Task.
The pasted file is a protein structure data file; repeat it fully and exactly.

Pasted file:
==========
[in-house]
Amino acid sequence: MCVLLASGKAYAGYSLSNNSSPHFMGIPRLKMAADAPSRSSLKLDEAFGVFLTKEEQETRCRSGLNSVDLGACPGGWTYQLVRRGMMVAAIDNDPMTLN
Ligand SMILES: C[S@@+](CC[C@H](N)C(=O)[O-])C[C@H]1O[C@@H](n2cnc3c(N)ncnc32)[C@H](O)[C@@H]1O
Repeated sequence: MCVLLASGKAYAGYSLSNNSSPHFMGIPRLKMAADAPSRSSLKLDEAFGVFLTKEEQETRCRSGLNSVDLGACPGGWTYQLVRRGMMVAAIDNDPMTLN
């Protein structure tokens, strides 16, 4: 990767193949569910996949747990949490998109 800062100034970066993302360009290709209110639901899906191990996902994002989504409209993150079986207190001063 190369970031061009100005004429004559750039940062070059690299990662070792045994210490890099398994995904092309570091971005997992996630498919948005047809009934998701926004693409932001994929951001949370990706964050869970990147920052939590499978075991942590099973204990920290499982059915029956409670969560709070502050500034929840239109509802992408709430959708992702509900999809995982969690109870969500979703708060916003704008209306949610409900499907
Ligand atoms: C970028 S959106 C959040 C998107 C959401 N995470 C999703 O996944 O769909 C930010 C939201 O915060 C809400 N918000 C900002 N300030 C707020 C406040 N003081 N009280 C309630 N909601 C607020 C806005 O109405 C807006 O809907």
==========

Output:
[in-house]
Amino acid sequence: MCVLLASGKAYAGYSLSNNSSPHFMGIPRLKMAADAPSRSSLKLDEAFGVFLTKEEQETRCRSGLNSVDLGACPGGWTYQLVRRGMMVAAIDNDPMTLN
Ligand SMILES: C[S@@+](CC[C@H](N)C(=O)[O-])C[C@H]1O[C@@H](n2cnc3c(N)ncnc32)[C@H](O)[C@@H]1O
Repeated sequence: MCVLLASGKAYAGYSLSNNSSPHFMGIPRLKMAADAPSRSSLKLDEAFGVFLTKEEQETRCRSGLNSVDLGACPGGWTYQLVRRGMMVAAIDNDPMTLN
């Protein structure tokens, strides 16, 4: 990767193949569910996949747990949490998109 800062100034970066993302360009290709209110639901899906191990996902994002989504409209993150079986207190001063 190369970031061009100005004429004559750039940062070059690299990662070792045994210490890099398994995904092309570091971005997992996630498919948005047809009934998701926004693409932001994929951001949370990706964050869970990147920052939590499978075991942590099973204990920290499982059915029956409670969560709070502050500034929840239109509802992408709430959708992702509900999809995982969690109870969500979703708060916003704008209306949610409900499907
Ligand atoms: C970028 S959106 C959040 C998107 C959401 N995470 C999703 O996944 O769909 C930010 C939201 O915060 C809400 N918000 C900002 N300030 C707020 C406040 N003081 N009280 C309630 N909601 C607020 C806005 O109405 C807006 O809907």